By Darragh Nolan
The Toronto Raptors shocked the world by beating the Golden State Warriors in the NBA Finals last season. Two-way phenom, Kawhi Leonard, took the post–season by storm, leading the league’s sole Canadian franchise to its first ever championship.
Heading into the 2019-2020 campaign, neither team figures into the race for the Larry O’Brien Trophy. Yet another free agency frenzy has turned the sport of basketball inside out, with old contenders fading away (no pun intended) and new challengers looking to stake a claim.
Despite bringing Toronto a ring, Leonard decided to take his talents to Los Angeles with the Clippers. The L.A. front office turned a good off–season into a great one, by also adding All-NBA forward Paul George, via a trade with Oklahoma City. They’ve gone from a possible playoff team to early title favourites.
The Clippers established a theme for the upcoming season with their Leonard-George tandem. The NBA has been a league of trios since the days of LeBron, Wade and Bosh in Miami. It’s now becoming a league of duos.
Look no further than the Clippers home patch, which they share with the hometown rival Lakers. It was a year of firsts for LeBron James in SoCal. He missed the playoffs for the first time since 2005, suffered his first major injury and failed to make All-NBA First Team for the first time since 2007. He now has a running mate, in the form of All-Star forward Anthony Davis.
The battle for Los Angeles supremacy could end up being the Western Conference Finals. Elsewhere out West, Russell Westbrook and James Harden are back together in Houston. They’ll have something to say, as will Damian Lillard and CJ McCollum in Portland, and Nikola Jokic and Jamal Murray for the Nuggets.
But what of the once unbeatable Golden State Warriors? Stephen Curry remains one of the hardest men to guard in all of basketball. Draymond Green is a defensive stalwart. Could they defend their throne with Klay Thompson out due to a torn ACL? Can D’Angelo Russell fill that void?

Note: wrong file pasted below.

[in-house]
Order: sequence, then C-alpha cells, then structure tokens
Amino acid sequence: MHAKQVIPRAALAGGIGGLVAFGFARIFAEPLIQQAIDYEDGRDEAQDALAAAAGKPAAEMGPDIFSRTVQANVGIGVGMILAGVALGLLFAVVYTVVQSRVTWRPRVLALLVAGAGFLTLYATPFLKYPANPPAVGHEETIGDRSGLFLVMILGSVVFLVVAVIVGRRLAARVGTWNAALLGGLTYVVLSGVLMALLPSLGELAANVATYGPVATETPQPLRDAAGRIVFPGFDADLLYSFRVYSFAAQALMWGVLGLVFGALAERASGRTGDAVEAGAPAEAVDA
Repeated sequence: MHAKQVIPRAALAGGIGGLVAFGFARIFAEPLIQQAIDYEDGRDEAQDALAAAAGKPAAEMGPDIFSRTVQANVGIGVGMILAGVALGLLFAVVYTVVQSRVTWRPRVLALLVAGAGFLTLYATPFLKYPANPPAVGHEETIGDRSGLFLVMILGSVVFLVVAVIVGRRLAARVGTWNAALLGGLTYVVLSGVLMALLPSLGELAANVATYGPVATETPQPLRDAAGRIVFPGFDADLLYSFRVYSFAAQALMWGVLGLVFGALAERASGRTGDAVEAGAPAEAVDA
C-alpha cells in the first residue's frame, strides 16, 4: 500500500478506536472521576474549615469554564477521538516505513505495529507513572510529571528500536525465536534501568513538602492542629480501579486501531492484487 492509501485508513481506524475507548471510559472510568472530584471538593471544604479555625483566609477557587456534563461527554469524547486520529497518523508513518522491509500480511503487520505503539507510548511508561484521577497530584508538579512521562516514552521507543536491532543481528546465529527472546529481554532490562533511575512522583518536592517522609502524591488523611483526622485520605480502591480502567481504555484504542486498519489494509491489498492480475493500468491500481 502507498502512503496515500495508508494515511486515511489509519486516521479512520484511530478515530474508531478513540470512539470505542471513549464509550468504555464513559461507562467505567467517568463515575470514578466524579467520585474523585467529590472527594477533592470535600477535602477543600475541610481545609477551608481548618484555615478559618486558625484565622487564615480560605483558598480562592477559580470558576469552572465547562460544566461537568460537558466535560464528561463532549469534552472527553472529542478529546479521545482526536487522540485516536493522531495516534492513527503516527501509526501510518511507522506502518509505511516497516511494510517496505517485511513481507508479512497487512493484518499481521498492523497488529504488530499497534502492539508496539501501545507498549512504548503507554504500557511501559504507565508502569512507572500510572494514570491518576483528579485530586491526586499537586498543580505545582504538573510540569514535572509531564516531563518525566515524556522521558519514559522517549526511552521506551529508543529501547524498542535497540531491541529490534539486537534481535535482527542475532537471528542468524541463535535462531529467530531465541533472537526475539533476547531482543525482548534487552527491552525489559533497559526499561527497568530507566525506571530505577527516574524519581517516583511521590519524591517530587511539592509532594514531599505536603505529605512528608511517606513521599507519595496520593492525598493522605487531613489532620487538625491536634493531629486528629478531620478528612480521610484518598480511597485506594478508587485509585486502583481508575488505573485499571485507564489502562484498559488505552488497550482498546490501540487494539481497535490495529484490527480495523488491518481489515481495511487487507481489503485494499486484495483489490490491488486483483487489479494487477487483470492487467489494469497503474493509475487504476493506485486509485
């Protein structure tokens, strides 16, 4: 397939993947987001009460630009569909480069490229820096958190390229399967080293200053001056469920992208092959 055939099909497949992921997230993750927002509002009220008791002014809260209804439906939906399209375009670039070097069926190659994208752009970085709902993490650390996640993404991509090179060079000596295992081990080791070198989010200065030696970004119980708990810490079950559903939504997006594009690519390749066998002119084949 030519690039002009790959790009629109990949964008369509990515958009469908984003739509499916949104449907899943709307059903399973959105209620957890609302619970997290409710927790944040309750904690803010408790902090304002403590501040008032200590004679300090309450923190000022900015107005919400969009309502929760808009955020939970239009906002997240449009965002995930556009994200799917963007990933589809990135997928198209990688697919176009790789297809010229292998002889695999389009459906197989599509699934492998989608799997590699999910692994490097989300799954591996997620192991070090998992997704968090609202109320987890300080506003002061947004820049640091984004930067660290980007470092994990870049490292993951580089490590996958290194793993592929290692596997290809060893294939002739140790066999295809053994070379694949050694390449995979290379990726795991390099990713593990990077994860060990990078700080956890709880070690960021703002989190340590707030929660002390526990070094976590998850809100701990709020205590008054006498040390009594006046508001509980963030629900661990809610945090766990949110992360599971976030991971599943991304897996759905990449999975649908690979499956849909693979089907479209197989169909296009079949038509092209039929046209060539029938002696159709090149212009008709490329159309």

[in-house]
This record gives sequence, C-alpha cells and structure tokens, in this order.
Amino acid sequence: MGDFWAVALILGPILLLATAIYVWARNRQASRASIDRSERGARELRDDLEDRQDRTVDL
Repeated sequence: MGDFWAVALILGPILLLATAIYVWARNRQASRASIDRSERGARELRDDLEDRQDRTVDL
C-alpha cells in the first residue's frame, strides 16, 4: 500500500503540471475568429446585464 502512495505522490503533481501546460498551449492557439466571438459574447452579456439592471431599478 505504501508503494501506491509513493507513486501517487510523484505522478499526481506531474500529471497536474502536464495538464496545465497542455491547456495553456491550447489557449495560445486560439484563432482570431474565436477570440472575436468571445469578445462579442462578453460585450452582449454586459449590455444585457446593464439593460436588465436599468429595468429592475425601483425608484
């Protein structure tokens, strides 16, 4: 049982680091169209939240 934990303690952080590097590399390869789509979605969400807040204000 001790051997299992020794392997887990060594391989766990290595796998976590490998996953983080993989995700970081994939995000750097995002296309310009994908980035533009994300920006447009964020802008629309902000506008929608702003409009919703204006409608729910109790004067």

It will depend on how sorely missed Kevin Durant is. KD was expected to leave in the summer, although his destination was a surprise. He chose New York, electing to join the up-and-coming Brooklyn Nets, rather than the more historically relevant Knicks. His new partner in crime, Kyrie Irving, will have to carry the team while Durant nurses a torn Achilles.
Durant’s injury puts the Nets’ title chances on ice until 2020. The East is an open race until then. Defeated conference finalists Milwaukee will look to build on Giannis Antetokounmpo’s MVP year. With Kawhi out of Toronto, they’re most likely to represent the East in the Finals.
The primary challenge will come from Philadelphia, as the 76ers prepare a new look roster. Jimmy Butler left for Miami and his ability to close out games in the fourth quarter will be missed. However, Al Horford comes in from Boston and Ben Simmons has had another off–season to develop his game and continue to gel with dominant big man Joel Embiid.
With Kyrie and Horford leaving Boston for Brooklyn and Philly, the Celtics are the Eastern Conference’s odd men out. Young stars Jayson Tatum and Jaylen Brown disappointed last season. All-Star guard Kemba Walker comes in from Charlotte but it’s a tall task for him to fill Irving’s shoes. Perhaps head coach Brad Stevens can get the most out of a depleted roster.
Away from the playoff race, there are still points of intrigue. Number one overall draft pick Zion Williamson is the most highly-touted prospect since LeBron James. His explosive offensive talent and infectious love for the game are a welcome addition to the NBA.
The NBA is more unpredictable than ever, now that Golden State’s dynasty appears to be over. With so many new partnerships forming all over the association, who knows who’ll come out on top?
A year ago, I called my shot, picking the Warriors over Boston in six games in the Finals. That didn’t work out. This time I’ll go for the new-look Clippers over Milwaukee in a 4-3 thriller.